#6 Florida

Who they are: An Elite 8 team a year ago that returns most of that team, including big time shot maker Chris Chiozza. They aren’t dominant on either side of the ball, but

What they’ve done: Great non-conference wins against Gonzaga and Cincinnati, and also lost to Clemson and Duke in close games. In SEC play, won at Texas A&m and Missouri, split with Alabama, and swept Kentucky. Lost first round of SEC tournament to Arkansas

What they can do: They certainly can put it together for March, but that’s not guaranteeing a round one win, especially against a UCLA/St.Bonaventure team with momentum. Keep in mind that at least one of the play-in teams advanced to the Round of 32 ever since they installed that element, so either Florida or TCU are on the hot seat. Otherwise, we may not have seen Florida’s best yet. If they can channel that now, maybe they can surpass last year’s finish.

 

#11 St. Bonaventure

Who they are: Another quality A-10 team that gets a chance to play for something in the NCAA Tournament. Jaylen Adams is their leading scorer. First tournament appearance since 2012.

What they’ve done: Have a nice win at Syracuse. 14-4 in A-10, beating Rhode Island in their matchup, and split with Davidson, with the win being a 3OT thriller. Did lose to Davidson again in the A-10 tournament, which not only helped push Davidson into the tournament but likely pushed the Bonnies into Dayton.

What they can do: Speak of Dayton-the First Four matchup spot-where the Bonnies were beaten by the Flyers early in conference play, but nonetheless it’s a familiar venue, which may call for a slight crowd advantage over UCLA.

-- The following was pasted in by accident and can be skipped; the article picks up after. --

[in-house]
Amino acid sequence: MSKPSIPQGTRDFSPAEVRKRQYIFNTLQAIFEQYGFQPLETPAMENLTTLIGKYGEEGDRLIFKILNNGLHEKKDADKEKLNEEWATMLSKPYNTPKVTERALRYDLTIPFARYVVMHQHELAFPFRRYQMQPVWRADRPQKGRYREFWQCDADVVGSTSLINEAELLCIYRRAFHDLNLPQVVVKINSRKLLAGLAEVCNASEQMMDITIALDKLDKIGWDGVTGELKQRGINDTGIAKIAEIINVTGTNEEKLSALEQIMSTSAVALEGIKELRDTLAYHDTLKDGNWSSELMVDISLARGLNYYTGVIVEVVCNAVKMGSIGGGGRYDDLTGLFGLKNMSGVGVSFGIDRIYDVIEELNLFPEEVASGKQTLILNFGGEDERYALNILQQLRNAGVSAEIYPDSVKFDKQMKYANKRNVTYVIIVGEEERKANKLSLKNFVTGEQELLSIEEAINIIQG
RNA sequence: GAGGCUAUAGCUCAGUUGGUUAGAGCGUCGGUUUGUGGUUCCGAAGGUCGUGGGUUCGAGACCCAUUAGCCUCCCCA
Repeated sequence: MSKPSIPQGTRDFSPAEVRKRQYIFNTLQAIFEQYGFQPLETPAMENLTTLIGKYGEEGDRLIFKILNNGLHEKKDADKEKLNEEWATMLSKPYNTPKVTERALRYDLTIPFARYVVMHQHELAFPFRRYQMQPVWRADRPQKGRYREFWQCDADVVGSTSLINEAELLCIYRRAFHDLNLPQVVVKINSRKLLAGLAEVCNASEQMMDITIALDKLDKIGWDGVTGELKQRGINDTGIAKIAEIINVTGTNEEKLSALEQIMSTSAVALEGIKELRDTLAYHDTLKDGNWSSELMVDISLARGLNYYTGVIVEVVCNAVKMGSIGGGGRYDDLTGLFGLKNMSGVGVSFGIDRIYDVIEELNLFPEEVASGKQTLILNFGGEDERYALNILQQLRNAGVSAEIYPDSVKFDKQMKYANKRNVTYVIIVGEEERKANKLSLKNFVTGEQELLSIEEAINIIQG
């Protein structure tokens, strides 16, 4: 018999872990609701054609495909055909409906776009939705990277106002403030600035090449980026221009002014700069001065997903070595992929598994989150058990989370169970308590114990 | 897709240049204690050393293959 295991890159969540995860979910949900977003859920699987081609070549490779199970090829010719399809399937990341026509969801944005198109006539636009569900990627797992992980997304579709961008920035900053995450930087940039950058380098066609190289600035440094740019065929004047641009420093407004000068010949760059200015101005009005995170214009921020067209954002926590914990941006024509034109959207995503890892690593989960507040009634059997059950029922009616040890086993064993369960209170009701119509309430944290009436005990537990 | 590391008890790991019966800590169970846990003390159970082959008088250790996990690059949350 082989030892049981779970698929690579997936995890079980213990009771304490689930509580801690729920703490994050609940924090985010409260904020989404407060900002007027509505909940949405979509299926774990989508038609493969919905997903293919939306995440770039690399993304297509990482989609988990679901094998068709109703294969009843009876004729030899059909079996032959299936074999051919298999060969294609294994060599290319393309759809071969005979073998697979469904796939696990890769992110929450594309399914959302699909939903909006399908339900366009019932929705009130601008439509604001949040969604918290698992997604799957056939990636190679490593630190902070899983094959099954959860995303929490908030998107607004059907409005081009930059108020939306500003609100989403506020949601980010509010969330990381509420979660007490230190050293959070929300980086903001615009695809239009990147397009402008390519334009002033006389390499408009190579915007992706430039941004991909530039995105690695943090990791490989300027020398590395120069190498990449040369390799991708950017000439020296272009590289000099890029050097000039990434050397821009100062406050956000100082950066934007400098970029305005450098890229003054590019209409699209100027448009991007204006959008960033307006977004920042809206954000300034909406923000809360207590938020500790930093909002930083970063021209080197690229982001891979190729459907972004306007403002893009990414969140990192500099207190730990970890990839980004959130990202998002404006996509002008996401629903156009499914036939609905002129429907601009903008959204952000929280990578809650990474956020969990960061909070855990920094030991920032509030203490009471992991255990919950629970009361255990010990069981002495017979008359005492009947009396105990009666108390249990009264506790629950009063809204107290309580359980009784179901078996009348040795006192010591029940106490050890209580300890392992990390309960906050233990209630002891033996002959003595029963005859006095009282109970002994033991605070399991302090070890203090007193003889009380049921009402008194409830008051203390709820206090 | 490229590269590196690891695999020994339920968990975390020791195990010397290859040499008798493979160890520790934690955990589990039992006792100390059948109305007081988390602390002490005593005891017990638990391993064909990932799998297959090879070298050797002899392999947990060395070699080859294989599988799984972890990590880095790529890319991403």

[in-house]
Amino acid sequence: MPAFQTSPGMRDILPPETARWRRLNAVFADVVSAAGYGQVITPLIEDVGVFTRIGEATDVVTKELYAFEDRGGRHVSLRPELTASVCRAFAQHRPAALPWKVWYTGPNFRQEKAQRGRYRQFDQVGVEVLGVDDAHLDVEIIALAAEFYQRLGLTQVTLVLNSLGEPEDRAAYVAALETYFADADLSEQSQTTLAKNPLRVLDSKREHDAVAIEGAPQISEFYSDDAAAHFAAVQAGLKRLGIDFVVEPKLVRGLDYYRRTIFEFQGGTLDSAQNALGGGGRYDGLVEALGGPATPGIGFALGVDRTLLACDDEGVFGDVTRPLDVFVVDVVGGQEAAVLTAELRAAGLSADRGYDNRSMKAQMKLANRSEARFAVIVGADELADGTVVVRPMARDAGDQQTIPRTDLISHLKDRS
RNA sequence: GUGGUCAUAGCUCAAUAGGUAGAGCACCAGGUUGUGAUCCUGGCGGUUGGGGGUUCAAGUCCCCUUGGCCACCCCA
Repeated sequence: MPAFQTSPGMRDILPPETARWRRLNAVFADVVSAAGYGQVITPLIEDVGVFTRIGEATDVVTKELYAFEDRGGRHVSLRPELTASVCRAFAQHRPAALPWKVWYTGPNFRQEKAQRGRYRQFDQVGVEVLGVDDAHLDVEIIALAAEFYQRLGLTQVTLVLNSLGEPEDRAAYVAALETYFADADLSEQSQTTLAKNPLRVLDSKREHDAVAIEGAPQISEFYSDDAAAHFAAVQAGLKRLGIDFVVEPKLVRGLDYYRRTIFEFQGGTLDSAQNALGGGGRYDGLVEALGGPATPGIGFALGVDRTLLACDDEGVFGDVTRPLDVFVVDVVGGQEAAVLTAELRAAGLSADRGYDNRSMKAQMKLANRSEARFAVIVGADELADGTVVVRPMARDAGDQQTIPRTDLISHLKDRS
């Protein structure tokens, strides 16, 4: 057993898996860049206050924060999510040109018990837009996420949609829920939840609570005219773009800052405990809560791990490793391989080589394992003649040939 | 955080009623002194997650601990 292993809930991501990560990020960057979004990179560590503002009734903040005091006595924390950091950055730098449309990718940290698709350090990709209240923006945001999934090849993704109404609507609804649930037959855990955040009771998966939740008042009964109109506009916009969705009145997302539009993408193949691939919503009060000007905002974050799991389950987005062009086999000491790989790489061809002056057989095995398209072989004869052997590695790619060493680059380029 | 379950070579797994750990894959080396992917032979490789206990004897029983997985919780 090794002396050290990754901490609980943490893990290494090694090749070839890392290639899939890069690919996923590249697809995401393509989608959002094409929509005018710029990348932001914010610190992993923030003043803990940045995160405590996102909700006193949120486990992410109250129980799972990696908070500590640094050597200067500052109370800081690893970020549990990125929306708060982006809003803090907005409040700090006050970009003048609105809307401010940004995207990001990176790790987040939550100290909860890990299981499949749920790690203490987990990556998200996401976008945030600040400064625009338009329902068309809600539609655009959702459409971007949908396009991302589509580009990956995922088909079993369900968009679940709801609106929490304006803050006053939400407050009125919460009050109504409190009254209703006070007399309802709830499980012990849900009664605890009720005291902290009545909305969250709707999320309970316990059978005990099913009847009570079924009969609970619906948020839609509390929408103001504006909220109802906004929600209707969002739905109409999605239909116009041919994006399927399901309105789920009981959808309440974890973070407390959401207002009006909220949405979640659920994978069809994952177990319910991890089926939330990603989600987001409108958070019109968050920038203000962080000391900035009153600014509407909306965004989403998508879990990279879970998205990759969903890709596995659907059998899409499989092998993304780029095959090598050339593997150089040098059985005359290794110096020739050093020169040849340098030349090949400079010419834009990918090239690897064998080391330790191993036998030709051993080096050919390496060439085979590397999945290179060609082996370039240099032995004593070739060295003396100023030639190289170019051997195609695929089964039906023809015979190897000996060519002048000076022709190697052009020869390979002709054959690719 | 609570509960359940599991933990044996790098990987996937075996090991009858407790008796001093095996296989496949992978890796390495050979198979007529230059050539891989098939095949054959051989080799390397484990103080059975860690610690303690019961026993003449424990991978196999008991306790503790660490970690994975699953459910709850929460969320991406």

#11 UCLA

Who they are: There’s not Lonzo Ball anymore, but Aaron Holiday has emerged in his  place, and Thomas Welch is still there doing his thing. A good offensive team, The Bruins snuck into the tournament in an incredibly down year for the Pac 12.

What they’ve done: Beat Kentucky on a neutral floor. Swept USC and won on the road to Arizona, but the Wildcats avenged that loss in the Pac 12 tournament.

What they can do: UCLA is experienced at the top, and talented as well. If they beat St. Bonaventure, they can very well beat Florida, and in this scenario, UCLA vs. texas Tech would be an epic match of contrasting styles.

 

#3 Texas Tech

Who they are: In Chris Beard’s second year in Lubbock, the Red Raiders had a breakout year in the Big 12, and were able to earn a 3-seed. An experienced bunch, Texas Tech plays outstanding defense, and has a nationally syndicated point guard in Keenan Evans.

What they’ve done: Played their best basketball in the middle of Big 12 play, after they beat Kansas on the road, and were in consideration for a 1-seed. They lost their chance to snatch the regular season title away from Kansas, But lost to the Jayhawks at home, and have dropped five of their last seven.

What they can do: SF Austin is a trap game. Beard has done a great of getting his team to play hard night in and night out, but they can’t afford a mental lapse on Thursday. Should they get past the Lumberjacks, whichever of the three teams they play will test Tech’s defensive resiliency.

 

#14 SF Austin

Who they are: After a year hiatus, the Lumberjacks are back in the field. Two of the last three times they’ve been in they’ve gotten a round one upset, so we know who they are. TJ Holyfield is the name to remember.

What they’ve done: Exceptional non-conference record for a 14-seed. Took Mississippi State and Missouri down to the wire, each on the road, and won at LSU. Southland is low key an underrated, deep conference, and SF Austin took care of Southeastern Louisiana in the championship.